Past Exhibition

KAMI   Cosmic Wonder with Kogei Punks Sha

■KAMI   Cosmic Wonder with Kogei Punks Sha

The Shiseido Gallery is pleased to announce that from August 29 (Tuesday) to October 22 (Sunday), 2017 it will host the exhibition “Kami” by “Cosmic Wonder” (a conceptual project composed of clothing, artwork and publishing) and “Kogei Punks Sha,” an artistic collaboration between Cosmic Wonder founder and contemporary artist Yukinori Maeda and crafts designer Sumiko Ishii.

The Shiseido Gallery opened its doors in 1919 with the purpose of promoting Shiseido’s corporate mission, “We inspire a life of beauty and culture.” From the very beginning the Gallery took notice of the role that “kogei” (craftworks and craftsmanship) can play in enriching our lives, and these have been featured along with the fine arts in countless Shiseido Gallery exhibitions over the decades. The “Modern Kogei Exhibition,” a series of regular exhibitions between 1975 and 1995 featuring “kogei” artists from various genres, became a central pillar of Shiseido’s exhibition activities, with a stature on par with the Gallery’s “Tsubaki-kai” fine arts exhibitions. The “life/art” exhibition series that ran from 2001 through 2005 carried on with the original objectives of those earlier craft exhibitions, but with a more contemporary approach that aimed to discover “new relationships between life and the arts.” Last year, the Gallery organized “KOGEI to live together,” an exhibition devoted to those kinds of “kogei” works that are there with us, often quite unobtrusively, in our everyday lives. Such activities engaging “kogei” have become representative of Shiseido Gallery.

The theme of this current exhibition is “paper” (kami), a material very close to many people’s daily lives. Specifically, it explores the possibilities of hand-crafted Japanese paper (washi) made using only natural materials. To bring forth the deep appeal of such paper, Kogei Punks Sha has focused on “water,” a substance not only basic to life but also indispensable in making washi. They propose the concept of “omizue” (“water ceremony”), a ritual act inspired by the Japanese tea ceremony and involving the sprinkling of boiled water as an offering of gratitude for the blessings of nature. “Kami” is also a homonym with a Japanese word for “god” or “the divine,” and so the exhibition title carries this meaning as well.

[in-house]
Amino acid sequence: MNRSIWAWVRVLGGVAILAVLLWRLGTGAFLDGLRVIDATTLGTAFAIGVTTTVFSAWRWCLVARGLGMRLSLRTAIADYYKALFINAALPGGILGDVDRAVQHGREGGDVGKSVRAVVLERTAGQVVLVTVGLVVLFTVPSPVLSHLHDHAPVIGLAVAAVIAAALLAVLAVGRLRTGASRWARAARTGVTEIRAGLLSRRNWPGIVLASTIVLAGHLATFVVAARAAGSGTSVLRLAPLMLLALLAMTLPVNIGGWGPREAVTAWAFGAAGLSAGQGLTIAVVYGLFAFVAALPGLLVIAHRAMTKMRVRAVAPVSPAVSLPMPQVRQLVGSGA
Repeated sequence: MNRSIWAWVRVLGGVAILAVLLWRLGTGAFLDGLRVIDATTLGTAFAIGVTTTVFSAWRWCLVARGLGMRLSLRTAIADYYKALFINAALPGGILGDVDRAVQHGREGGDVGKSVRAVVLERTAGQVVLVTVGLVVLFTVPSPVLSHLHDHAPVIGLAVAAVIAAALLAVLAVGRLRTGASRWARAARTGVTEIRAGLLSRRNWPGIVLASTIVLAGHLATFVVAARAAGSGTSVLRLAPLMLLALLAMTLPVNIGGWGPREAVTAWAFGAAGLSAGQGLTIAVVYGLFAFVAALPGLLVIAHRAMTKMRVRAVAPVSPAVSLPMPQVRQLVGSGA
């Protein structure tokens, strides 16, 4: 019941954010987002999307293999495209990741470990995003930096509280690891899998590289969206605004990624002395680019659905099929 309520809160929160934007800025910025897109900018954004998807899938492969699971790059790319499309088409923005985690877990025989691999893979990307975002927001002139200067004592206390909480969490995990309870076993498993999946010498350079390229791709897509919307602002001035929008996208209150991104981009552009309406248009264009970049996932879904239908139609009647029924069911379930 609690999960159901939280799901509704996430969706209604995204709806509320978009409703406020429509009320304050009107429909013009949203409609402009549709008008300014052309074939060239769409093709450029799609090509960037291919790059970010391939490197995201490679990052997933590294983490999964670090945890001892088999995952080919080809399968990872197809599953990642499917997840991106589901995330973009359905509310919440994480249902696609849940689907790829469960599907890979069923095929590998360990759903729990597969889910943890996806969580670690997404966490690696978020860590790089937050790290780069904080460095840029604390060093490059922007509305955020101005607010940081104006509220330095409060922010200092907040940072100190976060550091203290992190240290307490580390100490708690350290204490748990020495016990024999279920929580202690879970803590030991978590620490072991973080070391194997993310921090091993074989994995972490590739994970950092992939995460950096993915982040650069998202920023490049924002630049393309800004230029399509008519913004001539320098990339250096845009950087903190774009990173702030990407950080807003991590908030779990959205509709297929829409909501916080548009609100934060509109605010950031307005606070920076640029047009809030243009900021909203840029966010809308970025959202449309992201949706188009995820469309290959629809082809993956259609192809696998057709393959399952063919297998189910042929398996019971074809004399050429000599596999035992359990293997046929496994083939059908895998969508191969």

This exhibition features items and craft works prepared for and inspired by the omizue ritual. These include the kamikoromo (paper garments) made by Cosmic Wonder to be worn by the ritual’s host and assistants, earthenware by Naoto Ishii, wooden implements by Masaru Kawai, and washi by Seigi Nishida and Makoto Sasaki. All these were made in the image of the Jomon era, one of the earliest sources of Japanese culture.

This exhibition reconstructs the exhibition “Omizue: Iwamino-kamito-mizu” originally shown last year at the Iwami Art Museum in Shimane prefecture, with the addition of new works created by Karatsu papermaker Takeharu Maeda. Taking cues from the very earliest papermaking techniques, Maeda used hemp fibers as the basic raw material, combined with fibers of hamagō (a fragrant beach plant also used as a medicine) to explore new possibilities in paper. Made from such natural materials and produced using ancient handcrafting techniques, such works take on an ancient feel that refines our five senses and calls to mind the peculiarly Japanese sensibility and deep wisdom of “looking at that which can’t be seen.”

Cosmic Wonder

Contemporary artist Yukinori Maeda founded the Center for Cosmic Wonder in Minami Aoyama, Tokyo in 1997 as a base for his activities and presentations. Its international activities span a diversity of expressive realms, from clothing to art to book publishing, aiming to create “reverberations that move the human spirit.“ From 2016, it is creating a series of works paired with handicrafts in Miyama, Kyoto, a district designated as Preservation District for Important Historic Buildings. In 2015, its “Kamino-hikarino-awa“ performance explored the theme of clothing created from washi. In 2016, at the Iwami Art Museum in Shimane prefecture, it presented an exhibition “Omizue: Iwamino-kamito-mizu,“ including a performance of the omizue ceremony. Special exhibition, “COSMIC WONDER Lightness of Light,“ is scheduled for this same space in November this year. And in spring of 2018, Yukinori Maeda will present a solo exhibition at the Taka Ishii Gallery.

Kogei Punks Sha

Kogei Punks Sha is an artistic unit creating space for human spirit. Formed by Yukinori Maeda and Sumiko Ishii (founder of gallery Hakuden, crafts designer). Selected works include “Kamino- hikarino-awa Water Ceremony“ in 2015 and “Omizue: Iwamino-kamito-mizu“ in 2016.

■KAMI   Cosmic Wonder with Kogei Punks Sha

Organized by Shiseido Co., Ltd.
Duration: August 29 (Tue) – October 22 (Sun) 2017
Location: Shiseido Gallery
Ginza Shiseido Building, B1
8-8-3 Ginza, Chuo-ku, Tokyo 104-0061
Tel: 03-3572-3901; Fax: 03-3572-3951
Hours: 11:00–19:00 (11:00–18:00 Sundays and holidays)
Closed Mondays
Admission is free

■Exhibit Photos

Omizue performance Photo: Yurie Nagashima
Koyomi uta (almanac scrolls) Mulberry washi(jado paper by Seigi Nishida)Charcoal washed with spring water

Omizue performance Photo: Yurie Nagashima
Koyomi uta (almanac scrolls) Mulberry washi (jado paper by Seigi Nishida) Charcoal washed with spring water

Paper umikami garments (upper and lower) Mulberry washi incorporating Obama Beach seaweed Cosmic Wonder
Water vessel, water bowl Field-fired Iwami white clay Naoto Ishii

③Paper umikami garments (upper and lower)
 Mulberry washi incorporating Obama Beach seaweed Cosmic Wonder
④⑥Water vessel, water bowl Field-fired Iwami white clay Naoto Ishii

Dipper Pine-knot Masaru Kawai

⑤Dipper Pine-knot Masaru Kawai